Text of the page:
EFGCP Annual Conference 2015 on
How do we improve health without betraying confidentiality within current and upcoming EU Regulations?
27 & 28 January 2015 - Crowne Plaza Le Palace, Brussels, Belgium
What is the price of maintaining confidentiality for patients in health research?
For twenty one years the European Forum for Good Clinical Practice has acted as a forum to bring patients, researchers, sponsors, competent authorities and ethics committees together and debate current topics. It is one of the most important fora for multi stakeholder debate. In the 2015 Annual Conference we will debate the tensions between confidentiality and transparency in health research. It will provide an opportunity to hear up to date information from experts involved, listen to differing viewpoints, particularly those of patients and patient groups whose voice must be central in this debate. It will also present opportunity to consider current solutions.
Tangible outcomes will be
1. Description and report on data protection arrangements in research across the EU through the EFGCP Research Ethics Committee survey
2. Debate on and development of a draft statement on secondary use of data in research
3. EFGCP report and recommendations that will be provided to those involved in the legislative process.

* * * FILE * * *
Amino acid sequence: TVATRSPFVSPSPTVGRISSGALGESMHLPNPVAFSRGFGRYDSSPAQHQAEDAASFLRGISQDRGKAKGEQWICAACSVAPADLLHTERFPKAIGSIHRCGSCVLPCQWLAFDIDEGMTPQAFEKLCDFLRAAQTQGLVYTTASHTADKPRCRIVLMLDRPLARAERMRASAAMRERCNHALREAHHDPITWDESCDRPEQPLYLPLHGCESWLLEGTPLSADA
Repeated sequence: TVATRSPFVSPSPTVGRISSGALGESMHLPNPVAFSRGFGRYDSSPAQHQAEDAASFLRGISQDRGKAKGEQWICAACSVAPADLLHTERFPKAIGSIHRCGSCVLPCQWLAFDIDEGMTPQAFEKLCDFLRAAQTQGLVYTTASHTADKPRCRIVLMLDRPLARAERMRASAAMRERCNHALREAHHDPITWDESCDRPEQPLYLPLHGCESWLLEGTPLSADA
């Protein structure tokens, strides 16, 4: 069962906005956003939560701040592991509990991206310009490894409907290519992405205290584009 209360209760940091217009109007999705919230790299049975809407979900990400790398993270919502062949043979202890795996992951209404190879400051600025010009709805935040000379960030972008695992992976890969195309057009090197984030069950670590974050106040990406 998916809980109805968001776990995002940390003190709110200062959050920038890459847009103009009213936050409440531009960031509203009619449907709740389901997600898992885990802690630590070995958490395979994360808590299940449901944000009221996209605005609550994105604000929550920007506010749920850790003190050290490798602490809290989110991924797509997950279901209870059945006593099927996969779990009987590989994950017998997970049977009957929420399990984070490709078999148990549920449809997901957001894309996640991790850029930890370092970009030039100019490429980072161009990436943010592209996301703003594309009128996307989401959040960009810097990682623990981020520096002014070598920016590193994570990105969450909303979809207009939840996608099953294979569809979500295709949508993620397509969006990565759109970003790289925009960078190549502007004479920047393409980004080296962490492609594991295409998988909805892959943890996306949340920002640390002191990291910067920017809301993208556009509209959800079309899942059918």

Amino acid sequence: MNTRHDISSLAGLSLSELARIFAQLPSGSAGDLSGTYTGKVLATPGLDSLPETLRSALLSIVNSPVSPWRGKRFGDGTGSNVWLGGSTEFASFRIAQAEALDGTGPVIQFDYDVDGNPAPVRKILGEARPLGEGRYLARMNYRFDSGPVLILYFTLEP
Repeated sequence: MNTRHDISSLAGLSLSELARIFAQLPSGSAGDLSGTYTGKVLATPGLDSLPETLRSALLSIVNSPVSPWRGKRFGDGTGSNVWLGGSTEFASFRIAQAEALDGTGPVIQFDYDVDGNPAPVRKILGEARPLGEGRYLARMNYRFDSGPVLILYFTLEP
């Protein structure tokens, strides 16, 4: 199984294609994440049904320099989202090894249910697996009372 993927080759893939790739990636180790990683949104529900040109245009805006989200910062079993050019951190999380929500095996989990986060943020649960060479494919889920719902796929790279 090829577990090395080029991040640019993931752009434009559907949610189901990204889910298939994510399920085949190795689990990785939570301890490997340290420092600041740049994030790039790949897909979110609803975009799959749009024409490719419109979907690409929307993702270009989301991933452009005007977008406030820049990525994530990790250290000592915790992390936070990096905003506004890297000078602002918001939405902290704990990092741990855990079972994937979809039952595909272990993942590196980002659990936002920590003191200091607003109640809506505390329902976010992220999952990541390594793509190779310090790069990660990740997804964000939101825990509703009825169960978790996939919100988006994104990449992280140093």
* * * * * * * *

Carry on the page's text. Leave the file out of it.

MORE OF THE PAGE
Progress in our understanding of the factors underpinning good health is leading us towards developing better treatments. Much of this advance is founded on the use of personal data, such as our health records. Without access to this data, medical progress would be seriously impeded and proposed restrictive access to clinical information poses a serious, immediate threat to research. There is a real danger we will sleepwalk into a position where we undermine health research designed to provide health care benefit.
This has been recognised within the discussions around the new EU Clinical Trial Regulations but it could be irreparably damaged by proposed Data Protection Regulations. While protection of privacy must be a central tenet of any legislation, some amendments will make vital research unworkable. The use of personal health data in research would become impossible in practice. This poses a significant risk to our health. Our conference will seek to strike a balance in answering the key questions